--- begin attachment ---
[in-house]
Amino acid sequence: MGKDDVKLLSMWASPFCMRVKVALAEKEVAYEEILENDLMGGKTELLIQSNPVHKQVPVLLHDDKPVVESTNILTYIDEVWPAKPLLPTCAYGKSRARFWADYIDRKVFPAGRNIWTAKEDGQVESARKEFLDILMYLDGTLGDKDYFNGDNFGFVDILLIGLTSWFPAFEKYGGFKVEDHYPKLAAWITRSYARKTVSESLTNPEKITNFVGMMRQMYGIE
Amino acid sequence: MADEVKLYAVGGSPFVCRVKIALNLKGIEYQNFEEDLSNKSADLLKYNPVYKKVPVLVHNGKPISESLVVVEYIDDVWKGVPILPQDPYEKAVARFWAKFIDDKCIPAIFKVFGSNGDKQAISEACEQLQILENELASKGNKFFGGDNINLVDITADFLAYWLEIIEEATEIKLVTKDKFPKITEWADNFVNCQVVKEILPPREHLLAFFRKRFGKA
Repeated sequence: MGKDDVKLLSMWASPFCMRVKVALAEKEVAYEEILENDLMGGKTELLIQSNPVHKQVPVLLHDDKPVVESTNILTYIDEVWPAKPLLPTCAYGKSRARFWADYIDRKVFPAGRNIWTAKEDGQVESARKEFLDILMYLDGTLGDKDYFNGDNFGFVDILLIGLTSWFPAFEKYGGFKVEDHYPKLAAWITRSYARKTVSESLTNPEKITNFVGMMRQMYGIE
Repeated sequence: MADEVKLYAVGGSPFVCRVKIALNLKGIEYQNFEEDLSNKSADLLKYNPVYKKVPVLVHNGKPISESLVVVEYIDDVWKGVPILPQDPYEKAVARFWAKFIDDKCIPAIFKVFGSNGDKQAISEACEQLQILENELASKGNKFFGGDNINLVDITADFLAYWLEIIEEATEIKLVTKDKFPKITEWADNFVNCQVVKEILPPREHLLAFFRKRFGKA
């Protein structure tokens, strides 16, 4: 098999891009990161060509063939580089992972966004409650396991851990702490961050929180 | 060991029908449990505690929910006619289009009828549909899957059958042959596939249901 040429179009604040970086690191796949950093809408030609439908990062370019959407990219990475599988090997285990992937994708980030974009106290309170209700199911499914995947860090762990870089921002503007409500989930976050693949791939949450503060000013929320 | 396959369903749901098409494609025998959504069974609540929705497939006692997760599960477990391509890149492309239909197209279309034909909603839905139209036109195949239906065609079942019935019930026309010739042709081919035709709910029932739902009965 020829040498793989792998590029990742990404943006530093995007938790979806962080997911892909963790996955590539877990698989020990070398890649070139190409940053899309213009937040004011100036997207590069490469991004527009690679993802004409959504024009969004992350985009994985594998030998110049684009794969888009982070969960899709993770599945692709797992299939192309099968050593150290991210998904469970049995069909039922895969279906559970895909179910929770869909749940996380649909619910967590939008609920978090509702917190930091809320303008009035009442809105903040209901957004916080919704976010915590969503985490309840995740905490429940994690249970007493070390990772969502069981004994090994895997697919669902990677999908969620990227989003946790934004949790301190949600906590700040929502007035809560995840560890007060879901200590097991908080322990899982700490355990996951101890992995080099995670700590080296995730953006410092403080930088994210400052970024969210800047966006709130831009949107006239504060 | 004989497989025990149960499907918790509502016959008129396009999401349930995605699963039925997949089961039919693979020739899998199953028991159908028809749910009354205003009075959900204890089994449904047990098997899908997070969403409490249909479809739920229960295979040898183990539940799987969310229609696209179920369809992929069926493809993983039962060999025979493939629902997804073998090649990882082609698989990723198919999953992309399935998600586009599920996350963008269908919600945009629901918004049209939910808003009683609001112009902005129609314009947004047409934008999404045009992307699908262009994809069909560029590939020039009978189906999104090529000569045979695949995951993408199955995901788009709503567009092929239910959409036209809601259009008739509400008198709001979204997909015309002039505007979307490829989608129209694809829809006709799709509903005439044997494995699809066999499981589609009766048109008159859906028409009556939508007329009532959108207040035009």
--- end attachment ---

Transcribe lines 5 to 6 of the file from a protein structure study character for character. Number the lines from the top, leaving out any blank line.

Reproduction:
Repeated sequence: MADEVKLYAVGGSPFVCRVKIALNLKGIEYQNFEEDLSNKSADLLKYNPVYKKVPVLVHNGKPISESLVVVEYIDDVWKGVPILPQDPYEKAVARFWAKFIDDKCIPAIFKVFGSNGDKQAISEACEQLQILENELASKGNKFFGGDNINLVDITADFLAYWLEIIEEATEIKLVTKDKFPKITEWADNFVNCQVVKEILPPREHLLAFFRKRFGKA
């Protein structure tokens, strides 16, 4: 098999891009990161060509063939580089992972966004409650396991851990702490961050929180 | 060991029908449990505690929910006619289009009828549909899957059958042959596939249901 040429179009604040970086690191796949950093809408030609439908990062370019959407990219990475599988090997285990992937994708980030974009106290309170209700199911499914995947860090762990870089921002503007409500989930976050693949791939949450503060000013929320 | 396959369903749901098409494609025998959504069974609540929705497939006692997760599960477990391509890149492309239909197209279309034909909603839905139209036109195949239906065609079942019935019930026309010739042709081919035709709910029932739902009965 020829040498793989792998590029990742990404943006530093995007938790979806962080997911892909963790996955590539877990698989020990070398890649070139190409940053899309213009937040004011100036997207590069490469991004527009690679993802004409959504024009969004992350985009994985594998030998110049684009794969888009982070969960899709993770599945692709797992299939192309099968050593150290991210998904469970049995069909039922895969279906559970895909179910929770869909749940996380649909619910967590939008609920978090509702917190930091809320303008009035009442809105903040209901957004916080919704976010915590969503985490309840995740905490429940994690249970007493070390990772969502069981004994090994895997697919669902990677999908969620990227989003946790934004949790301190949600906590700040929502007035809560995840560890007060879901200590097991908080322990899982700490355990996951101890992995080099995670700590080296995730953006410092403080930088994210400052970024969210800047966006709130831009949107006239504060 | 004989497989025990149960499907918790509502016959008129396009999401349930995605699963039925997949089961039919693979020739899998199953028991159908028809749910009354205003009075959900204890089994449904047990098997899908997070969403409490249909479809739920229960295979040898183990539940799987969310229609696209179920369809992929069926493809993983039962060999025979493939629902997804073998090649990882082609698989990723198919999953992309399935998600586009599920996350963008269908919600945009629901918004049209939910808003009683609001112009902005129609314009947004047409934008999404045009992307699908262009994809069909560029590939020039009978189906999104090529000569045979695949995951993408199955995901788009709503567009092929239910959409036209809601259009008739509400008198709001979204997909015309002039505007979307490829989608129209694809829809006709799709509903005439044997494995699809066999499981589609009766048109008159859906028409009556939508007329009532959108207040035009």